Use of gabapentin for postherpetic neuralgia: results of two randomized, placebo-controlled studies.Clin Ther. 2003 Oct; 25(10):2597-608.CT
Postherpetic neuralgia (PHN), which affects up to 70% of elderly persons with herpes zoster, can have debilitating effects, including physical and social disability and significant psychological distress. A variety of agents have been used, either singly or in combination, to control PHN, including topical and oral analgesics, antidepressants, and antiepileptic drugs (AEDs). However, PHN often proves refractory to these therapies.
This article reviews available data on the use of the newer AED gabapentin for the control of PHN.
A MEDLINE search was undertaken to identify all randomized, placebo-controlled trials on the use of gabapentin in PHN. The search terms were gabapentin and postherpetic neuralgia.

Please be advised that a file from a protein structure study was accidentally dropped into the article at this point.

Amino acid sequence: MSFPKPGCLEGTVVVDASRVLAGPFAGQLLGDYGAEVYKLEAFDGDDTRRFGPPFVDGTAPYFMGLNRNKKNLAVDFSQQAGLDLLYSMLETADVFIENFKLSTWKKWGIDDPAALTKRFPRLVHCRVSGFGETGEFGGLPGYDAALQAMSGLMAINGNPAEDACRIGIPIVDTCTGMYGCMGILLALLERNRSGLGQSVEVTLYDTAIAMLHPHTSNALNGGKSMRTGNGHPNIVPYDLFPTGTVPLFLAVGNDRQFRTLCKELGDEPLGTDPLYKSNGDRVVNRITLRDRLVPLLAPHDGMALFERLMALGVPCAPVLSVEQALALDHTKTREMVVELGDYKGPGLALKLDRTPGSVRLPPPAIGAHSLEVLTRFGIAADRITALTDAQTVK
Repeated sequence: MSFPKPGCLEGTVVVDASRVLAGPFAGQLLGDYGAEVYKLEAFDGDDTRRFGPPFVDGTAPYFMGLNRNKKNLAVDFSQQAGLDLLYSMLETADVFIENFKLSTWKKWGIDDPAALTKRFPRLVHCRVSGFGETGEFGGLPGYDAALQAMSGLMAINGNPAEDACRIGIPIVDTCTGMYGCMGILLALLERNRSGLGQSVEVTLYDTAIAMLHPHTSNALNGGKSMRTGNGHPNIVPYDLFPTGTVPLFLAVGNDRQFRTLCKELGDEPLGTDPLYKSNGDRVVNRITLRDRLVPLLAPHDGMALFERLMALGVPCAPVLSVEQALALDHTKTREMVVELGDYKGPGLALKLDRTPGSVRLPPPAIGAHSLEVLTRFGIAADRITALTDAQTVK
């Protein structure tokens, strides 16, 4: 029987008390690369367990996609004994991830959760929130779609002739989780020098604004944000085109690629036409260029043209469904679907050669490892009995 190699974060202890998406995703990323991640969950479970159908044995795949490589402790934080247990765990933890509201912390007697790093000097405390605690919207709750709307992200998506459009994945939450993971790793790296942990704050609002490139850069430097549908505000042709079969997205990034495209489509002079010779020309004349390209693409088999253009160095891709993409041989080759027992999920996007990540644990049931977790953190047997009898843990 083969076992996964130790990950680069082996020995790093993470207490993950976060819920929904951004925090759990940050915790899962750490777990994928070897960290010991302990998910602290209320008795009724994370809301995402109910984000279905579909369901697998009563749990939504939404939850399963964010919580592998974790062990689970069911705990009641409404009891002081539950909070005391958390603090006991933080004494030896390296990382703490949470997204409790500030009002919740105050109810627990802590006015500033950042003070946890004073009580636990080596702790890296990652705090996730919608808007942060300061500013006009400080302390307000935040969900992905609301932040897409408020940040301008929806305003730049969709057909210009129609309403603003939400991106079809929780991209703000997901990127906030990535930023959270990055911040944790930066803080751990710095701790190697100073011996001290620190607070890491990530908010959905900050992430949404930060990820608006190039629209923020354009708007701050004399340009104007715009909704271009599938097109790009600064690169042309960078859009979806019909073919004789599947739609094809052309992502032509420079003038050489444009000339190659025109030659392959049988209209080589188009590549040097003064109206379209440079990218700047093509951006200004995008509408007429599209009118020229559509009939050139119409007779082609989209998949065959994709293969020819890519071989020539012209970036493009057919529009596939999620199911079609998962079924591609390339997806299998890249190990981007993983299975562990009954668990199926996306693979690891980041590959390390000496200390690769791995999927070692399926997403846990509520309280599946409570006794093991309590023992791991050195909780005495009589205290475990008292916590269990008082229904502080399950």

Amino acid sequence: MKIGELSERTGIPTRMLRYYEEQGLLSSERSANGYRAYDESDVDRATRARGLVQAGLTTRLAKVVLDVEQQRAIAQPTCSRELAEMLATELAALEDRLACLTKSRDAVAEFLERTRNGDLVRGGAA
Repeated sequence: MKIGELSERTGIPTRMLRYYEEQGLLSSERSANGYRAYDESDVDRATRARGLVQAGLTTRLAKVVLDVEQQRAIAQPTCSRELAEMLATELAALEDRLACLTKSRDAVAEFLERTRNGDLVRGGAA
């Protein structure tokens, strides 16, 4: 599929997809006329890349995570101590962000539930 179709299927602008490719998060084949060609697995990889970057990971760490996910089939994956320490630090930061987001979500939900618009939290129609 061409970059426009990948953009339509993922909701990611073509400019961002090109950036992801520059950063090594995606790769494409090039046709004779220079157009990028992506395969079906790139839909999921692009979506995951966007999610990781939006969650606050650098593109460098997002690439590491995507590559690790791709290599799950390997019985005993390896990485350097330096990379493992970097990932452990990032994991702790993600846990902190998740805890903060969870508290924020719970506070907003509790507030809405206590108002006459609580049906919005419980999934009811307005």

The literature search identified 2 published studies of the efficacy of gabapentin in a total of 563 patients with PHN that had persisted for at least 3 months after the healing of herpes zoster rash. The studies employed multiple outcome measures, including visual analog and Likert scales for pain intensity, and quality-of-life and functional measures that included the Medical Outcomes Study 36-item Short Form Health Survey (SF-36) and the Profile of Mood States. At maximum target dosages of 1800 to 3600 mg/d, gabapentin produced significant reductions in mean daily pain scores compared with placebo on both visual analog(P < 0.001) and Likert scales (P < 0.01). Improvements were also seen on the SF-36 subscales for physical functioning, bodily pain, vitality, and mental health(P < 0.01).
Gabapentin may provide benefits in terms of alleviation of pain and overall quality of life in patients with chronic PHN.